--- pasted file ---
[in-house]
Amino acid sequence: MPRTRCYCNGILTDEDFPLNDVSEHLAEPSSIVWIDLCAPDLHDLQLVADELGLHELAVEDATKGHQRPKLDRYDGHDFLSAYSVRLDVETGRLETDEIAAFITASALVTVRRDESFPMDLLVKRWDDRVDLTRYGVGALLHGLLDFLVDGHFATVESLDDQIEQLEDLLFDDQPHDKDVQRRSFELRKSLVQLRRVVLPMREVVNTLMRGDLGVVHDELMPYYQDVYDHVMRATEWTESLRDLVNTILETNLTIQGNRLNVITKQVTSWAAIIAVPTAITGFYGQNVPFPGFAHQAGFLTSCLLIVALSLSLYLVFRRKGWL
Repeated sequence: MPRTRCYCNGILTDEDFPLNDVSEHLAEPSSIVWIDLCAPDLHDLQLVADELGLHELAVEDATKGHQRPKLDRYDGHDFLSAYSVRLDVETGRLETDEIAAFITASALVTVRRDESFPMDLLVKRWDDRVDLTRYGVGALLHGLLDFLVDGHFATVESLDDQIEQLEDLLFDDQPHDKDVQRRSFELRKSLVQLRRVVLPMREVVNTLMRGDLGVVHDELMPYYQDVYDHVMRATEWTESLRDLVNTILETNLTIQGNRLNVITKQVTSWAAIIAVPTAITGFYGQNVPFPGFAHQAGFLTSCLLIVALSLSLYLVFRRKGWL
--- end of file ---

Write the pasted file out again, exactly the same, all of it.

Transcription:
[in-house]
Amino acid sequence: MPRTRCYCNGILTDEDFPLNDVSEHLAEPSSIVWIDLCAPDLHDLQLVADELGLHELAVEDATKGHQRPKLDRYDGHDFLSAYSVRLDVETGRLETDEIAAFITASALVTVRRDESFPMDLLVKRWDDRVDLTRYGVGALLHGLLDFLVDGHFATVESLDDQIEQLEDLLFDDQPHDKDVQRRSFELRKSLVQLRRVVLPMREVVNTLMRGDLGVVHDELMPYYQDVYDHVMRATEWTESLRDLVNTILETNLTIQGNRLNVITKQVTSWAAIIAVPTAITGFYGQNVPFPGFAHQAGFLTSCLLIVALSLSLYLVFRRKGWL
Repeated sequence: MPRTRCYCNGILTDEDFPLNDVSEHLAEPSSIVWIDLCAPDLHDLQLVADELGLHELAVEDATKGHQRPKLDRYDGHDFLSAYSVRLDVETGRLETDEIAAFITASALVTVRRDESFPMDLLVKRWDDRVDLTRYGVGALLHGLLDFLVDGHFATVESLDDQIEQLEDLLFDDQPHDKDVQRRSFELRKSLVQLRRVVLPMREVVNTLMRGDLGVVHDELMPYYQDVYDHVMRATEWTESLRDLVNTILETNLTIQGNRLNVITKQVTSWAAIIAVPTAITGFYGQNVPFPGFAHQAGFLTSCLLIVALSLSLYLVFRRKGWL